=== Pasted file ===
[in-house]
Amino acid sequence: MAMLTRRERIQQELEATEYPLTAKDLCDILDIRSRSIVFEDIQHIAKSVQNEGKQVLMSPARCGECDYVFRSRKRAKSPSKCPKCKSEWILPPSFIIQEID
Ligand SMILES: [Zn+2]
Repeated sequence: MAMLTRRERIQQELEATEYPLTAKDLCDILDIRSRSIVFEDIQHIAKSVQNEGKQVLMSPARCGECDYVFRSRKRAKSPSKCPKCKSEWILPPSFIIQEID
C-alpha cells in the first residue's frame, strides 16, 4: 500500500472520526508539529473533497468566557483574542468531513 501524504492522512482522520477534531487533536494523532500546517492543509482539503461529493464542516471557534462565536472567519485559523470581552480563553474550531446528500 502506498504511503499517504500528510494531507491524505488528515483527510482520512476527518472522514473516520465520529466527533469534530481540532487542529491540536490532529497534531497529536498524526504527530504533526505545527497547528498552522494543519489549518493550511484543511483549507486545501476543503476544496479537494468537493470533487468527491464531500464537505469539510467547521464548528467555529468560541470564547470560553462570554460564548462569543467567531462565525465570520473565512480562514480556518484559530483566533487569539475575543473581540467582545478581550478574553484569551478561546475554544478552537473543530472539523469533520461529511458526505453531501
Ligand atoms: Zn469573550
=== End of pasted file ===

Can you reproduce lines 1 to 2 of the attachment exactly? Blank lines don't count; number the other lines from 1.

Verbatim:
[in-house]
Amino acid sequence: MAMLTRRERIQQELEATEYPLTAKDLCDILDIRSRSIVFEDIQHIAKSVQNEGKQVLMSPARCGECDYVFRSRKRAKSPSKCPKCKSEWILPPSFIIQEID